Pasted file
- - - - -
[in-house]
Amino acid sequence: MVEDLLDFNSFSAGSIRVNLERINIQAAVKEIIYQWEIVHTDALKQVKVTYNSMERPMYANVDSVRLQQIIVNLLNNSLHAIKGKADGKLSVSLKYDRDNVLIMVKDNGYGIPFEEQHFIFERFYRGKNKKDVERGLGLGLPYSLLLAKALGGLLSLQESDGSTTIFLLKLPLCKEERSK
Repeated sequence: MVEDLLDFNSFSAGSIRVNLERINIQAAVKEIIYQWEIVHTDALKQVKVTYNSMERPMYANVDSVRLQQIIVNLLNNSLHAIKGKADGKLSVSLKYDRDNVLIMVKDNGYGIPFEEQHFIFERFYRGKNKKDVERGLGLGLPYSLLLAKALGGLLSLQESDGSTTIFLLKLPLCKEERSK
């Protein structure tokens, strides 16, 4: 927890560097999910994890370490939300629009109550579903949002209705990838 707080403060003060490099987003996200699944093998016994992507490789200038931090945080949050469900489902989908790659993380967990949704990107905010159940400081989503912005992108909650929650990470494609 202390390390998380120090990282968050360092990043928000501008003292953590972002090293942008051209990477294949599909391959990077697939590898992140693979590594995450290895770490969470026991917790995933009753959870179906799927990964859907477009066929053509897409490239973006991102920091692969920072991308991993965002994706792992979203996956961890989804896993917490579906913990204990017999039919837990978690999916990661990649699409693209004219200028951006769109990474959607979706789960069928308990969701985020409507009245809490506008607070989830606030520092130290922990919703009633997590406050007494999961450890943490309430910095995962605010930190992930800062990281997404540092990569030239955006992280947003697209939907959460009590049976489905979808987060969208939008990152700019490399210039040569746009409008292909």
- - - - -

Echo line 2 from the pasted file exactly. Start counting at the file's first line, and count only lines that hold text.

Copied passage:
Amino acid sequence: MVEDLLDFNSFSAGSIRVNLERINIQAAVKEIIYQWEIVHTDALKQVKVTYNSMERPMYANVDSVRLQQIIVNLLNNSLHAIKGKADGKLSVSLKYDRDNVLIMVKDNGYGIPFEEQHFIFERFYRGKNKKDVERGLGLGLPYSLLLAKALGGLLSLQESDGSTTIFLLKLPLCKEERSK